Highlighting a Tourism, Agricultural and Industrial CallingBy Gabriela Mastache | Sat, 12/21/2019 - 10:05
Q: In which sectors does the Morelos’ government want to focus during the current administration?
A: There are four key economic sectors in Morelos: tourism, agri-industry, agricultural and manufacturing. We have strong players in the latter, such as Nissan and Saint-Gobain, as well as a significant percentage of SMEs in this sector. We are working on detecting what these players need and we have found that energy is among their major concerns. Energy costs in Morelos are exorbitant since it is one of the few states that does not produce energy. We need to see how we can support companies, considering the social impact this could have and analyzing how we can facilitate cost reductions. Our goal is to foster the use of green energies but we need concrete legislation and an institution that can oversee this.
The administration is just starting and we have developed different stages for the work we want to do. The first is to establish the structural foundation to foster investment. So far, we have dedicated ourselves to visiting the four industrial parks in the state, its technology park and the agri-industrial park to analyze the state they are in and determine what is needed. The state has 40 research centers that have done important work in technology development but we now need to commercialize that technology. We want these centers to become transversal technology generators for our four main industries.
For 2020, we expect to have all this initial analysis completed to start with public biddings and invite investors. This is a delicate subject because on the one hand, we need to incentivize foreign investment while on the other we need to take care of the local industry and businesses. We have been working hand in hand with business owners to support and help in the consolidation of those companies that are already in the state, while fostering new investments that can detonate new economic growth without harming local business.
Q: How will the administration work alongside local businesses and industries to foster innovation and technology transfer?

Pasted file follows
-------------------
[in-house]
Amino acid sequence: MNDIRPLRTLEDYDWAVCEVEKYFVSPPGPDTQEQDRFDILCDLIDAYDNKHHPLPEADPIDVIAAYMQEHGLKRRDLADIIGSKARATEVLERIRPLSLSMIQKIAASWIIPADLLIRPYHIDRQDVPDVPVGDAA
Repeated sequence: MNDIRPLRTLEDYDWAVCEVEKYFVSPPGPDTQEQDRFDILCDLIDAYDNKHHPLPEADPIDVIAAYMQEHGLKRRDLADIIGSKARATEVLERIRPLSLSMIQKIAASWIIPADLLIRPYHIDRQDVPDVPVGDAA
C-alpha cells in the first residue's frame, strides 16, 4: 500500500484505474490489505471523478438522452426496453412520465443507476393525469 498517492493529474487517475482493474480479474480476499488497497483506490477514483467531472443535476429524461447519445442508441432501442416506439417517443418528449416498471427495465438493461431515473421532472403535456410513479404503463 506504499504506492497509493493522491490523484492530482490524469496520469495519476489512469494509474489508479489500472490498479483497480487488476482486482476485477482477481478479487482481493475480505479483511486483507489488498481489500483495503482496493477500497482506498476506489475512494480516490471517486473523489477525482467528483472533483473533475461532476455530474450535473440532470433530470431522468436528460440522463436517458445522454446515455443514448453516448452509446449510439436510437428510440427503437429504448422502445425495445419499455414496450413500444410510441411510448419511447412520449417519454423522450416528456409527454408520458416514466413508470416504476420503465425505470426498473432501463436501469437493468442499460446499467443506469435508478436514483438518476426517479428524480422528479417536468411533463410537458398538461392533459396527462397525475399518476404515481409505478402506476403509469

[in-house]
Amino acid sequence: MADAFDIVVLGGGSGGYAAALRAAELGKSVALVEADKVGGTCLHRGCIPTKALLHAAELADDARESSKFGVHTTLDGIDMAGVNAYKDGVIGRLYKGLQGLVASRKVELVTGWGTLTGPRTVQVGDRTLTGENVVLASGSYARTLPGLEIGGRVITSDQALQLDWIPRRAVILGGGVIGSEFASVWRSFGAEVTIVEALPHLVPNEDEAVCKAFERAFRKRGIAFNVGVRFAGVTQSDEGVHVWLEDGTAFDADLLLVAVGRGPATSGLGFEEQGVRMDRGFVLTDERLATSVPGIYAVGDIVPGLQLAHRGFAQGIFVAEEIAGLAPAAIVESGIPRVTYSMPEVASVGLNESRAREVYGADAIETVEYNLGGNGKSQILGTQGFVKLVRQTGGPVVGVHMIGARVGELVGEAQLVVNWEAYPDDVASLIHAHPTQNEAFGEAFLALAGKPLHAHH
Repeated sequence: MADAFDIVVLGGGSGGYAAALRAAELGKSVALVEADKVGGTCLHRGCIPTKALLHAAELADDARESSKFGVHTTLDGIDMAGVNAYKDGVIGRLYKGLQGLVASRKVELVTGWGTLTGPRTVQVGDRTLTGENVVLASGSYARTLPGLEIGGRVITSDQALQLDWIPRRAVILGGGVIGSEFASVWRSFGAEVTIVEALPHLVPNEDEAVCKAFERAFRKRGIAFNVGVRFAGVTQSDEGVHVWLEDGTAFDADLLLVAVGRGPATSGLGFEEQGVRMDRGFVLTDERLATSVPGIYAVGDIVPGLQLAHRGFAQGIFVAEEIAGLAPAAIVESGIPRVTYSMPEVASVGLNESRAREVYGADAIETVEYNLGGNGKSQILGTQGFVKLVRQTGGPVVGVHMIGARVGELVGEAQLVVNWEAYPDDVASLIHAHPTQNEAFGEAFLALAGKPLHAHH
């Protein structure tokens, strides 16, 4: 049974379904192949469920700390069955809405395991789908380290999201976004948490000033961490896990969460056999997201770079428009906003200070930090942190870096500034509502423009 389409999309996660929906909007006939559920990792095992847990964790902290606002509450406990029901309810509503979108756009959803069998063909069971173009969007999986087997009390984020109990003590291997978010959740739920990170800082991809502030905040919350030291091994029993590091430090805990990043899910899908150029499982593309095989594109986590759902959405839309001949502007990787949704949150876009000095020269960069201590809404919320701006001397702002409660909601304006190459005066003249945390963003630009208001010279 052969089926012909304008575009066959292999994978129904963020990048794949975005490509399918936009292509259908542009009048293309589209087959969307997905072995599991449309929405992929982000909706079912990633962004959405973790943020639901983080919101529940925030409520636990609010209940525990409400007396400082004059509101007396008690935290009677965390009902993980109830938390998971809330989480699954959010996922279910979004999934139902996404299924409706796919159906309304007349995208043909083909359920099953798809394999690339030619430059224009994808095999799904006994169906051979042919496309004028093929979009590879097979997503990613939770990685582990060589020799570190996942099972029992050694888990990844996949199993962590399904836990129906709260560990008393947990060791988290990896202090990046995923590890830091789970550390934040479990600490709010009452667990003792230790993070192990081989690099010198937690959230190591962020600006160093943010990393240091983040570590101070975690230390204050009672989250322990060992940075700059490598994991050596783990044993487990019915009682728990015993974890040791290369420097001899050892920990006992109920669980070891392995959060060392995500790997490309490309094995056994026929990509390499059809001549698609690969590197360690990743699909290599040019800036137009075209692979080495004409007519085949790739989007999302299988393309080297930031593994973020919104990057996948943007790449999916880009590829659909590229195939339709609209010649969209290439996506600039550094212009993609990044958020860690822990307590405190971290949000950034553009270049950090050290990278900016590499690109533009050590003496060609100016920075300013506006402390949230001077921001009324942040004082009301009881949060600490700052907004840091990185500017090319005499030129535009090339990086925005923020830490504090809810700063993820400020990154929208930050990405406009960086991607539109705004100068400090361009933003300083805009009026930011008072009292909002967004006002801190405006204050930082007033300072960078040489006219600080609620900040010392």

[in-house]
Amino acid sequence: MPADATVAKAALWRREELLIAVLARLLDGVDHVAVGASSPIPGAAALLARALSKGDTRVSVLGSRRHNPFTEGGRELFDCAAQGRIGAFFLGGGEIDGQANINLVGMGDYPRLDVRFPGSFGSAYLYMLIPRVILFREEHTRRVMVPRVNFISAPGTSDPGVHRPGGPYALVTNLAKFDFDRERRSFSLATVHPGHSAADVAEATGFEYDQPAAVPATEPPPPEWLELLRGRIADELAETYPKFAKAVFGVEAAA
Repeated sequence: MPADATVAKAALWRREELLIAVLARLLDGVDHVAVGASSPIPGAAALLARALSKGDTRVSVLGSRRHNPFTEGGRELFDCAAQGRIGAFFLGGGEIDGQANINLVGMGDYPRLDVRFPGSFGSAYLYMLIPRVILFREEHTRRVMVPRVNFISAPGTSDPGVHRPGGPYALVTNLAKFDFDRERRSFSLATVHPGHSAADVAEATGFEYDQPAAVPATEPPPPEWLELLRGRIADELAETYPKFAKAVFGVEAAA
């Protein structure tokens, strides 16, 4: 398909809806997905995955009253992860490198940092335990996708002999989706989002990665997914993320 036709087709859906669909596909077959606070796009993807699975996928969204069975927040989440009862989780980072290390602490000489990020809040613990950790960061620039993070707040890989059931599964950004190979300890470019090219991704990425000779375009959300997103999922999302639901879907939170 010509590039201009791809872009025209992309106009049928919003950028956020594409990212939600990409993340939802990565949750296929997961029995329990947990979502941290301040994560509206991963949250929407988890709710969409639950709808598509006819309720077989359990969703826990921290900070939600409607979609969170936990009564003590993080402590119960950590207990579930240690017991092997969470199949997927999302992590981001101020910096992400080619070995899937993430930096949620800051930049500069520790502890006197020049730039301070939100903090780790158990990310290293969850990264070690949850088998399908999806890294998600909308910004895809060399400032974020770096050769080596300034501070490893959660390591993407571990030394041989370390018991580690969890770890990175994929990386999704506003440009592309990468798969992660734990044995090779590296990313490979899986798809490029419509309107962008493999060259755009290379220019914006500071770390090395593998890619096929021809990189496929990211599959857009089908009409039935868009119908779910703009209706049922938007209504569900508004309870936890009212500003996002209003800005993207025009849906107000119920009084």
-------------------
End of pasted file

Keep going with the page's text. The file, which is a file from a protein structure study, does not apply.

A: We have the opportunity to not only commercialize our technology developments but to generate technology-based companies. Our goal is to create around 72,000 jobs by 2024. We are trying to encourage technology entrepreneurship that can generate an added value to the local industry. Also, we are inviting companies that can act as mentors for all these new technology players. We are also working to incentivize graduates from local universities so they can become entrepreneurs and help in generating more employment.
Other steps include the creation of financing programs that can support technology transfer and local technology-based payment programs. The idea is to create a bond between academia, research centers, society and the business sector that can foster the creation of technology-based companies. We want these companies and research centers to detect a need and then develop the corresponding technology or product to address it.
Q: How is the administration working to communicate the competitive advantages of the state and continue attracting investment?
A: We have two important competitive advantages. The first is the closeness we enjoy with Mexico City and our climate. We are not competing with Puebla nor with Queretaro. The idea is to highlight our calling and to see what we can do with it. We have chosen to boost our tourism calling, especially as a wedding destination and health services provider. We believe that our research centers, combined with our good climate, can lead us to specialize in geriatric health tourism.
We have also identified the state’s added value crops that can be transformed into an industry of their own, such as the ornamental plants industry. We need to continue growing our number of greenhouses for this purpose and at the same time generate more employment.
Q: Do you have any agenda in terms of boosting appellations of origin for local products?
A: In May 2018, legislators introduced a new concept called “Geographic Indication” that adds to the figure of denomination of origin and we already have an agenda in place to take advantage of it. We have identified three products that could obtain a geographic indication: rice, mezcal and cecina of Yecapixtla (salted beef). Instead of having a lot of products applying for this designation, we want to focus on these three products and their proper development.
RT: How is the state administration working with the federal government to improve regulatory processes for investing in the city and opening new businesses?
A: We are working alongside the Federal Regulatory Improvement Commission and we have a collaboration agreement with 22 municipalities out of 36. This agreement means that municipal presidents agree to provide transparency in the requisites for businesses. The objective is to create a digital government. Maybe not all the paperwork will be managed digitally, but we hope to reduce the necessary steps for obtaining permits. We hope this can also help in reducing corruption.
Ana Cecilia Rodríguez was Director of Intellectual Property, Services and Foreign Investment at the Ministry of Economy and Director of Commercialization and Agri-industrial Development at the Ministry of Agricultural Development of Morelos